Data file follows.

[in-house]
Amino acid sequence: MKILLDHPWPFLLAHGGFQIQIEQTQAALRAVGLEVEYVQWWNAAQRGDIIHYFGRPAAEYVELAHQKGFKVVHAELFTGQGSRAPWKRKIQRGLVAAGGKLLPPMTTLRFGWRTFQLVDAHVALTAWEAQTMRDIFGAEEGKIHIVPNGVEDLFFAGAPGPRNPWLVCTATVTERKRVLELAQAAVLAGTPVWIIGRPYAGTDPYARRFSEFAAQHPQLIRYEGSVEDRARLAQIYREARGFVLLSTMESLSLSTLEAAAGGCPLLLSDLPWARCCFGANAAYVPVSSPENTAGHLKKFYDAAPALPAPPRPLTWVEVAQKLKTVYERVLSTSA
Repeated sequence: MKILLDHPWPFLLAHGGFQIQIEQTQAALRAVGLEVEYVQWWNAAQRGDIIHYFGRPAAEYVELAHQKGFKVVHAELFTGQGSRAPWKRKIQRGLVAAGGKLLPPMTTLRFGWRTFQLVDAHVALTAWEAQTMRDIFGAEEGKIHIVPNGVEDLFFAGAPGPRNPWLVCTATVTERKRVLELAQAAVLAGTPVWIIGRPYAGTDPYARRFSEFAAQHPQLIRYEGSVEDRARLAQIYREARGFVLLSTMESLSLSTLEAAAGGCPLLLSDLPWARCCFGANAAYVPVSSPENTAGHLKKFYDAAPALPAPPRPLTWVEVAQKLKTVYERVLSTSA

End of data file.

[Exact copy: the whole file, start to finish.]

[in-house]
Amino acid sequence: MKILLDHPWPFLLAHGGFQIQIEQTQAALRAVGLEVEYVQWWNAAQRGDIIHYFGRPAAEYVELAHQKGFKVVHAELFTGQGSRAPWKRKIQRGLVAAGGKLLPPMTTLRFGWRTFQLVDAHVALTAWEAQTMRDIFGAEEGKIHIVPNGVEDLFFAGAPGPRNPWLVCTATVTERKRVLELAQAAVLAGTPVWIIGRPYAGTDPYARRFSEFAAQHPQLIRYEGSVEDRARLAQIYREARGFVLLSTMESLSLSTLEAAAGGCPLLLSDLPWARCCFGANAAYVPVSSPENTAGHLKKFYDAAPALPAPPRPLTWVEVAQKLKTVYERVLSTSA
Repeated sequence: MKILLDHPWPFLLAHGGFQIQIEQTQAALRAVGLEVEYVQWWNAAQRGDIIHYFGRPAAEYVELAHQKGFKVVHAELFTGQGSRAPWKRKIQRGLVAAGGKLLPPMTTLRFGWRTFQLVDAHVALTAWEAQTMRDIFGAEEGKIHIVPNGVEDLFFAGAPGPRNPWLVCTATVTERKRVLELAQAAVLAGTPVWIIGRPYAGTDPYARRFSEFAAQHPQLIRYEGSVEDRARLAQIYREARGFVLLSTMESLSLSTLEAAAGGCPLLLSDLPWARCCFGANAAYVPVSSPENTAGHLKKFYDAAPALPAPPRPLTWVEVAQKLKTVYERVLSTSA